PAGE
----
Ancient Indian monument
Ancient Indian monument
Navneet Sahu

Except for brief periods, much of North Indian history has been one of invasions, and petty infighting. Few empires survived for more than a few hundred years. The largest ‘national’ empires were those of the Guptas and the Mauryas. But the Gupta empire survived for 250 years, and the Mauryan empire for less than 200 years. The Chalukyas which spanned 600 years was more to the West and the South. Ditto with the Marathas.

India plunder – Part II: How Finance Commission weightages were tweaked to promote profligacy and irresponsibility

Almost all the smaller satraps usually agreed to accept a negotiated amount from the conquerors. This took away their appetite for dignity, fiscal discipline or even self-governance.

This was a far cry from the Southern states that had learnt to stay ‘free’ for almost 2000 years. The Chola dynasty ruled – over varying sizes of empires – for almost 1600 years. Eventually, the South too capitulated to the British. But for almost 2,000 years, these were the territories that earned gold for the territory known as India.

They even ‘bankrupted’ the vaults of Rome. Eventually the Roman empire was compelled to debase its own currency and use lower grade metals instead of gold coins (Mukund, Kanakalatha. The World of the Tamil Merchant. Penguin Books Ltd.). Incidentally, the gold coins that the Kushans issued in India were actually made from the melting of Roman coins earned by South India and then making coins with Kanishka’s face.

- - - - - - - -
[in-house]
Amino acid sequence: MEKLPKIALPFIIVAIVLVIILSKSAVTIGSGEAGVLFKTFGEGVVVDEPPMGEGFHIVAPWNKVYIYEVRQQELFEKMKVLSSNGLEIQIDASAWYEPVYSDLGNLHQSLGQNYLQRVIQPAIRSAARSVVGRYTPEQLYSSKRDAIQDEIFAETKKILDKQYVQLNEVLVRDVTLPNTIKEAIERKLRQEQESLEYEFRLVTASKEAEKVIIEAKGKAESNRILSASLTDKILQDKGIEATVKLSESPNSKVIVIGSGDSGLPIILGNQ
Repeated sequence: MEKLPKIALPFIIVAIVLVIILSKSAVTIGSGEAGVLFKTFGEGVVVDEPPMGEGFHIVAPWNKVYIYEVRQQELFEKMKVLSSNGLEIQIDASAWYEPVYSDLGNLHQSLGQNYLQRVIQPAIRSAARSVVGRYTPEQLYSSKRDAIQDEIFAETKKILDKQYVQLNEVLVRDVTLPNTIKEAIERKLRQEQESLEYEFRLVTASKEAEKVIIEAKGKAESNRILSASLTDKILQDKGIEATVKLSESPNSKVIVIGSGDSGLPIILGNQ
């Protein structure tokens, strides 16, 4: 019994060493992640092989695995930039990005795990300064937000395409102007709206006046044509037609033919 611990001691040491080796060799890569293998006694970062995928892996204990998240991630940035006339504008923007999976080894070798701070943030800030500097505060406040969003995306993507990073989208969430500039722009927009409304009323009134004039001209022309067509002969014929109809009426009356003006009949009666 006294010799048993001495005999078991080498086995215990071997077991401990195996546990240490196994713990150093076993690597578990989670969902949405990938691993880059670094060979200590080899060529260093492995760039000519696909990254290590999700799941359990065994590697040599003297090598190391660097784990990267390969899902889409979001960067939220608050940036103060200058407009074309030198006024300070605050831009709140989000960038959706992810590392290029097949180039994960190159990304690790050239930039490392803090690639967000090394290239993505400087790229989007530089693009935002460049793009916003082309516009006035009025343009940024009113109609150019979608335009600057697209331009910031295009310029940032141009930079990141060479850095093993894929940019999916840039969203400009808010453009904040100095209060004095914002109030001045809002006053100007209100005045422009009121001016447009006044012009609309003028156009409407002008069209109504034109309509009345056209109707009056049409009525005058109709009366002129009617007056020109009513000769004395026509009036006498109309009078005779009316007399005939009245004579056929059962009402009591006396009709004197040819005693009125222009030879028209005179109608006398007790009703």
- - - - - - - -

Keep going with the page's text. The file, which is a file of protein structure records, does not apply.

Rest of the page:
The wheel of Fortune has begun turning. States that had not learnt how to govern themselves are now trying to assert their right to govern (even over states that ruled themselves for over a thousand years). For them, access to funds has become a birthright. They don’t think they need to earn this money. Consequently, money that is earned by states in the south and the West are transferred to the northern states, often through (guileful) legislation.

There is no doubt that of all states in India, Uttar Pradesh, Madhya Pradesh,and Bihar are the some of the worst performers (see table). Check their population growth – way above the national average. Observe their gender ratio which is so low that it points to female foeticide and the myopic dogmatism of male domination. This is also due to the low literacy levels in these sates – they too are below the national average.

India plunder – Part II: How Finance Commission weightages were tweaked to promote profligacy and irresponsibility

The combination of these terrible parameters should have been cause enough for planners to create a set of disincentives — for states increasing population, for not improving the sex ratio or not improving literacy levels. But when these disincentives are waived, and incentives are granted instead, you can be sure that there is mischief afoot.

This is precisely what proposals mooted by successive Finance Commissions (FCs) suggest (see table). FCs are created by the Parliament to suggest how government funds should be disbursed to the states of India.

Normally, there are two principles that should be uppermost in the minds of policy makers. First, the states that bring in more money should be rewarded and incentivised to generate even more wealth. Second, needy states should be helped out, but with caveats. This help should be forthcoming only if they meet developmental goals – like reducing population, improving the sex ratio (or preventing the obnoxious practice of female foeticide) or improving literacy levels.

But this is precisely what the FCs have not done. Each successive FC has tilted the scales in favour of populism, rather than good governance.